2. Check your lease carefully. Well before you need to exercise your break, check your lease carefully and make sure you know what the conditions are to exercise your break. Make sure you diarise any dates (with a substantial safety margin) for steps you need to take to exercise the break. Make sure other people in the organisation are also aware of the dates so the departure of any individual does not leave the organisation as a whole ignorant of the break issues.

3. Ask the Landlord to confirm sums due to break the lease. If your break is conditional on rent and other sums being paid up to date ask the landlord to confirm the accounts due. The landlord is under no obligation to tell the tenant this but if it does it would be stopped from denying the tenant’s break on the basis some other sum of money due has not been paid.

4. Pay an additional sum prior to the Break Date. If your break is conditional on all sums due under the lease being paid up to date, you are at risk of losing the break because some small sum (for instance interest on late rent) has not been paid. The sum involved may be trifling but if there are arrears, however small, the landlord may claim your break is invalid. If you have paid a small additional sum to the landlord before the break date to cover such unforeseen arrears you would be protected from such unscrupulous behaviour. If there are no arrears the Landlord must return the additional payment to you after the lease has determined.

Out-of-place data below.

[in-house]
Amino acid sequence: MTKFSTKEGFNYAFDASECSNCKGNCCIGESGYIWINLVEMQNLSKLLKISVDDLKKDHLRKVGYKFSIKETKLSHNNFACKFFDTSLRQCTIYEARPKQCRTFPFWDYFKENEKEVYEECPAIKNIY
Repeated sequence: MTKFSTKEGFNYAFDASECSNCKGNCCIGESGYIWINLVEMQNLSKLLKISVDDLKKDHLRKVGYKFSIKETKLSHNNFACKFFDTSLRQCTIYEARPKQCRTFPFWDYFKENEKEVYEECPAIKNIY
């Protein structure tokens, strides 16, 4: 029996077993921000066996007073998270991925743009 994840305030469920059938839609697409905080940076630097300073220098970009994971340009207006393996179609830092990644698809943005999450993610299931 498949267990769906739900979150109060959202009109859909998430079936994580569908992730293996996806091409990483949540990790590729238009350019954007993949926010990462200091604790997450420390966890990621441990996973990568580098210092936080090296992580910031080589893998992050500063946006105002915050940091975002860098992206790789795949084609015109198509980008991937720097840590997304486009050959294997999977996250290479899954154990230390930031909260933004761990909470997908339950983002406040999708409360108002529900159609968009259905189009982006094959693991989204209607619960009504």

5. Arrange any dilapidation works in good time. If your break is conditional on the premises being yielded up in good repair, make sure you arrange all dilapidations works in plenty of time. If you are going to carry out your dilapidations work yourself rather than agree a settlement with your landlord, make absolutely sure your contractors can finish the job and vacate and clear the premises some days before the break date.

6. Consider an early surrender. If you have concerns regarding the break and your ability to meet any conditions, push to agree an early surrender with the landlord with a payment in lieu of doing the dilapidations work. Often landlords are happy with this since it enables them to re-let the premises earlier and have control over how the premises are decorated. For the tenant, it gives certainty and peace of mind.

7. Make sure you give vacant possession. At the break date, you must give the premises back to the Landlord with vacant possession. You will need to make sure that any undertenant or other occupiers have moved out. Make sure any of your cleaners/ security staff/contractors doing dilapidations work are also out of the premises. Clear the premises of all of your furniture/ rubbish/ files etc. It is surprising how often this does not occur despite being so obvious.

8. Get good advice in plenty of time. Exercising a break in a lease is complex and difficult. Some of the problems are so unfair, the tenant can feel that he is in the world of Radio Ga Ga. Tenants need legal advice well in advance or they risk making a very costly mistake. Andrew and Matthew could be your best friends!